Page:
The 4 Worst States to be a Transporter

United States transportation service providers are no strangers to crossing state borders. Freight shipping in the U.S. has become a massive industry thanks in part to improved logistics and a strong national infrastructure. Some companies now have the ability to move parcels across long distances, but not all states abide by the same laws, which makes it difficult for transporters to make sure they’re not in violation during any part of their trip.

Since states value drivers’ rights on different scales, we’ve taken the liberty to compile a list of the four states that provide the most friction when it comes to transportation:

New York/New Jersey: New York was recently voted as the worst state to be a driver by the National Motorists Association, thanks in part to a high volume and cost of toll roads and dense traffic, but New Jersey didn’t fall far behind at No. 3. Both states were found to have a high number of enforcement officials patrolling the roads as well, which creates a more tense atmosphere on the road. Another downfall the neighboring states had was they both scored low in terms of fiscal responsibility, meaning the high tolls weren’t exactly going toward fixing roads that needed repair.

Nevada: It’s bad enough that some transporters are on tight schedules and can’t fit in a trip to Vegas to hit the craps table. To make matters worse, the federal government owns more than three-quarters of Nevada’s land, meaning it’s largely off limits to economic development. According to the Pacific Legal Foundation, there are 43 moving companies in the entire state, and many of the Certificate of Necessity laws Nevada has makes it difficult for new moving and transport companies. Per Nevada law, an individual must prove that the proposed business is qualified, safe and financially fit.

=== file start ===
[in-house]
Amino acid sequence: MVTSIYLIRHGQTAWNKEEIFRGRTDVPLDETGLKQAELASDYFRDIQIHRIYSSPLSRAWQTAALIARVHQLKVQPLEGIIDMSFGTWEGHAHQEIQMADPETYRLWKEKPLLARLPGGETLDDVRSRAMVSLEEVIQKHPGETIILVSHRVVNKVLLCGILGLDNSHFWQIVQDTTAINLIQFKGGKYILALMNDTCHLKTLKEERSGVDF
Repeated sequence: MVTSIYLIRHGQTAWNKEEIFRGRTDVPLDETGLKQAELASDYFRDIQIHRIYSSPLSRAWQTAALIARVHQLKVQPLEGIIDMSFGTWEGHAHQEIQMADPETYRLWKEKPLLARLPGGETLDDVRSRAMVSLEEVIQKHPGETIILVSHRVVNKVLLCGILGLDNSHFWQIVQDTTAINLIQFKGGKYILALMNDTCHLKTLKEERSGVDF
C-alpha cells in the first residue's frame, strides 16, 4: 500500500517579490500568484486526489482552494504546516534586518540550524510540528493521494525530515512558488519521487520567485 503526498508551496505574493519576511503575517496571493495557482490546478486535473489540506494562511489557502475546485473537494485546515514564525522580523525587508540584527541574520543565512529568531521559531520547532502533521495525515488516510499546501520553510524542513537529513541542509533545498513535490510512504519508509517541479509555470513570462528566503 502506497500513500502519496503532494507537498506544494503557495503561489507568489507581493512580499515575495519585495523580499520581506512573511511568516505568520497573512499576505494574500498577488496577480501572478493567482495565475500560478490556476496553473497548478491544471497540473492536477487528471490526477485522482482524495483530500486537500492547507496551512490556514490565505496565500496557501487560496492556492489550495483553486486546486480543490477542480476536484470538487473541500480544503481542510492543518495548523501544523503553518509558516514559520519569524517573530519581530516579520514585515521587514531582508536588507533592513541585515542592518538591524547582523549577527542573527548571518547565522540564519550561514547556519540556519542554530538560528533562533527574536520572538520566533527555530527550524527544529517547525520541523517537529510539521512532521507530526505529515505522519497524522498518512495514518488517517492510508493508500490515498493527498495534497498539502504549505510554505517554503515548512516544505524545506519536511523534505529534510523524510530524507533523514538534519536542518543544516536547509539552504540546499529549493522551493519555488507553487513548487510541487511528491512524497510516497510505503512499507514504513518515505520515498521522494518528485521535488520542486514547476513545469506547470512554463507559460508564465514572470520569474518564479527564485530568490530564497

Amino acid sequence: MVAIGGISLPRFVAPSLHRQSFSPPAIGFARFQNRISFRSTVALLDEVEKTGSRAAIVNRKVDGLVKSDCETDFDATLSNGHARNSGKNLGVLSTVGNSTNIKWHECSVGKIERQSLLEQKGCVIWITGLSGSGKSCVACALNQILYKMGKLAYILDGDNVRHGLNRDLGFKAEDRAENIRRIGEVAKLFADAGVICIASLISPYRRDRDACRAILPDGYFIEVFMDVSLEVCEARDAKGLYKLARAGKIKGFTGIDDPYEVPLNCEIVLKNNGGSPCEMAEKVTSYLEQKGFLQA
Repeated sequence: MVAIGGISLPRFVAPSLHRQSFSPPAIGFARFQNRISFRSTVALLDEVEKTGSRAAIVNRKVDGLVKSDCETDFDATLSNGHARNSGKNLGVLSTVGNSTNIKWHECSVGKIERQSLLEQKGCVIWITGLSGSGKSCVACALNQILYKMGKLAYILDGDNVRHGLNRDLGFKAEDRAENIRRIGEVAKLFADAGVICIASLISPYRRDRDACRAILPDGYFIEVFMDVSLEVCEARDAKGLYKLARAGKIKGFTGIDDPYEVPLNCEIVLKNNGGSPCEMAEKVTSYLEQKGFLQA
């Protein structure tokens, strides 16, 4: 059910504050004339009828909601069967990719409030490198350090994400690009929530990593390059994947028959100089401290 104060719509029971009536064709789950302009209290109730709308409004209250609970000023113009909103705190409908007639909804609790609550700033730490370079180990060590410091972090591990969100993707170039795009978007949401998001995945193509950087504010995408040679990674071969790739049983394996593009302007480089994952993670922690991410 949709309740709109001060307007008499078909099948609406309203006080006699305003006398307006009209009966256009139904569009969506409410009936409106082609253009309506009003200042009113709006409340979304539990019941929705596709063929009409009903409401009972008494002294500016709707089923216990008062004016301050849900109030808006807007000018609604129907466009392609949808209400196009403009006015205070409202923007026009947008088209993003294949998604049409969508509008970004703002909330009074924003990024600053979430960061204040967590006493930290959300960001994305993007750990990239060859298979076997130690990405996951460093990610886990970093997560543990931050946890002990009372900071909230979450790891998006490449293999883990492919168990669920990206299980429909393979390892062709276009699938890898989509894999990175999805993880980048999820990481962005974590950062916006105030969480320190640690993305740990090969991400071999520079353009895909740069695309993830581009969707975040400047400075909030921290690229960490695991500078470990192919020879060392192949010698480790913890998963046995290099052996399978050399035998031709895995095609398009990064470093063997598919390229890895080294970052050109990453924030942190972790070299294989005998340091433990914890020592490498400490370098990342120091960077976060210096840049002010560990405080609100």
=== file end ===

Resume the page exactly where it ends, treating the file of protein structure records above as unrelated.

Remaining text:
Delaware: Besides the fact that not many people could point out Delaware on a map if they tried, the Diamond state is also known for its poor track record with transporters. Most of the East coast states have tolls and traffic, but Delaware has the second-highest fees for accessing public roads in the country, the National Motorists Association found – a fact that seems odd for the 49th largest state. The population density is the sixth-highest in the country per capita, and the state’s accessibility is far less convenient than others since Delaware is on a peninsula competing for land with the tail end of Maryland.

Let us know which US state is your least favorite to transport in! 

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